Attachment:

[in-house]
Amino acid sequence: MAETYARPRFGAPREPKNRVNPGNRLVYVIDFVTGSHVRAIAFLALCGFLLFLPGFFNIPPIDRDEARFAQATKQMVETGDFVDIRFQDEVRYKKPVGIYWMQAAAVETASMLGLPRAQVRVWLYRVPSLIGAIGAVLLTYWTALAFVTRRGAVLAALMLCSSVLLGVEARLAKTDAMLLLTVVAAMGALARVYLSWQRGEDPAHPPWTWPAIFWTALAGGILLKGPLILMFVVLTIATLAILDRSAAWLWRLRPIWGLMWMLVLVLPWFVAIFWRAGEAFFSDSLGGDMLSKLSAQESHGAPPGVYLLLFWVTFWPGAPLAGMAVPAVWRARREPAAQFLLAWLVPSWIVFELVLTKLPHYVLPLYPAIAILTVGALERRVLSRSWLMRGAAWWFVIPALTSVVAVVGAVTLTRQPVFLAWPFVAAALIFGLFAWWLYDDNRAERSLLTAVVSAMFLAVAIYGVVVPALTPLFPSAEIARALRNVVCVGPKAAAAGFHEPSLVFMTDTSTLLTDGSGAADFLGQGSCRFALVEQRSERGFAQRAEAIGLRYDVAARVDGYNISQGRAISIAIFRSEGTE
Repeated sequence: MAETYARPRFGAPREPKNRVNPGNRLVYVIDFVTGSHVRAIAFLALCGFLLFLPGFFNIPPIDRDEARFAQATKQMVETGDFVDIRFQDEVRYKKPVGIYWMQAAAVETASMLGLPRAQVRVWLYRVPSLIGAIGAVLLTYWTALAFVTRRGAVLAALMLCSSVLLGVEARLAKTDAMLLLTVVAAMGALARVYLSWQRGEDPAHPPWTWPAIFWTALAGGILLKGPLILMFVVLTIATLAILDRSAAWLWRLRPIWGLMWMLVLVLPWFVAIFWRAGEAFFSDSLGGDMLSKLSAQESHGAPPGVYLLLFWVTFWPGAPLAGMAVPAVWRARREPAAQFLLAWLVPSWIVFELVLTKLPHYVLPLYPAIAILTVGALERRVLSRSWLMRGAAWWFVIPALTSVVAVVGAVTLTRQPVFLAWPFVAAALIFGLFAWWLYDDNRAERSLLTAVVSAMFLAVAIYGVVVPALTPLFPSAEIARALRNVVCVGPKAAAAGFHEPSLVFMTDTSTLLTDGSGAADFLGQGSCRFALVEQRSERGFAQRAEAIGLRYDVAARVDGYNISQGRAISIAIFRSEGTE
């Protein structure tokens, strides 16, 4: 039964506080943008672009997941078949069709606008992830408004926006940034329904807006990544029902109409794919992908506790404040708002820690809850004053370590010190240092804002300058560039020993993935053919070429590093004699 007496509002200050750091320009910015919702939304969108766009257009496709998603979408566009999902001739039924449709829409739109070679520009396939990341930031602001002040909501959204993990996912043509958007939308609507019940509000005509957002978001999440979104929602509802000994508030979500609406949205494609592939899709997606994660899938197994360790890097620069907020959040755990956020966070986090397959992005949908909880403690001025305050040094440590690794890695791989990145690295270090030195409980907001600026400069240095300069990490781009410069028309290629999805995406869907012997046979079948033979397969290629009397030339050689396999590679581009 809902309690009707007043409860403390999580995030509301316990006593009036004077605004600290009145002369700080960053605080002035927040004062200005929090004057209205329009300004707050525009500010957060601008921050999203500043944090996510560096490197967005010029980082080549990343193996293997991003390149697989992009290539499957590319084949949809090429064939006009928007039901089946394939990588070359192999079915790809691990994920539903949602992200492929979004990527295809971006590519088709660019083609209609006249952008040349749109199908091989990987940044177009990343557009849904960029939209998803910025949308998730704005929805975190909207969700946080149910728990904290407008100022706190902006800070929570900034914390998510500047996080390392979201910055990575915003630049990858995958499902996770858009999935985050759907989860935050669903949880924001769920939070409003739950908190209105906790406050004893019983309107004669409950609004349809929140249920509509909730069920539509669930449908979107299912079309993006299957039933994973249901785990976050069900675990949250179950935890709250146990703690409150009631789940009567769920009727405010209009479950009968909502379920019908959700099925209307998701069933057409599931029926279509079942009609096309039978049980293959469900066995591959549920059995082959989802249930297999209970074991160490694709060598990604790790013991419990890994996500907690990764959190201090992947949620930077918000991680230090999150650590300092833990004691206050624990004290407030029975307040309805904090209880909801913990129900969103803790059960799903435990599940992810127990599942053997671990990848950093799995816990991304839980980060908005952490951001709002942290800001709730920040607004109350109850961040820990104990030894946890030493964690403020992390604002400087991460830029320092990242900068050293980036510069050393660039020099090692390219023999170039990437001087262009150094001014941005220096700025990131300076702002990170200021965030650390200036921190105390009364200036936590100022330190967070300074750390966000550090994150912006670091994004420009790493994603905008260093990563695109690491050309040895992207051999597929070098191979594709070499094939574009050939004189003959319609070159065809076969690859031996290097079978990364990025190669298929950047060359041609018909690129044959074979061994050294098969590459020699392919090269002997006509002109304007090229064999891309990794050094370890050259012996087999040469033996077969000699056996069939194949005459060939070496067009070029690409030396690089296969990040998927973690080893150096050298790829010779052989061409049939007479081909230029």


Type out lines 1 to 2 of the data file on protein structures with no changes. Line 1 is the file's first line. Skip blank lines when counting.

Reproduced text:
[in-house]
Amino acid sequence: MAETYARPRFGAPREPKNRVNPGNRLVYVIDFVTGSHVRAIAFLALCGFLLFLPGFFNIPPIDRDEARFAQATKQMVETGDFVDIRFQDEVRYKKPVGIYWMQAAAVETASMLGLPRAQVRVWLYRVPSLIGAIGAVLLTYWTALAFVTRRGAVLAALMLCSSVLLGVEARLAKTDAMLLLTVVAAMGALARVYLSWQRGEDPAHPPWTWPAIFWTALAGGILLKGPLILMFVVLTIATLAILDRSAAWLWRLRPIWGLMWMLVLVLPWFVAIFWRAGEAFFSDSLGGDMLSKLSAQESHGAPPGVYLLLFWVTFWPGAPLAGMAVPAVWRARREPAAQFLLAWLVPSWIVFELVLTKLPHYVLPLYPAIAILTVGALERRVLSRSWLMRGAAWWFVIPALTSVVAVVGAVTLTRQPVFLAWPFVAAALIFGLFAWWLYDDNRAERSLLTAVVSAMFLAVAIYGVVVPALTPLFPSAEIARALRNVVCVGPKAAAAGFHEPSLVFMTDTSTLLTDGSGAADFLGQGSCRFALVEQRSERGFAQRAEAIGLRYDVAARVDGYNISQGRAISIAIFRSEGTE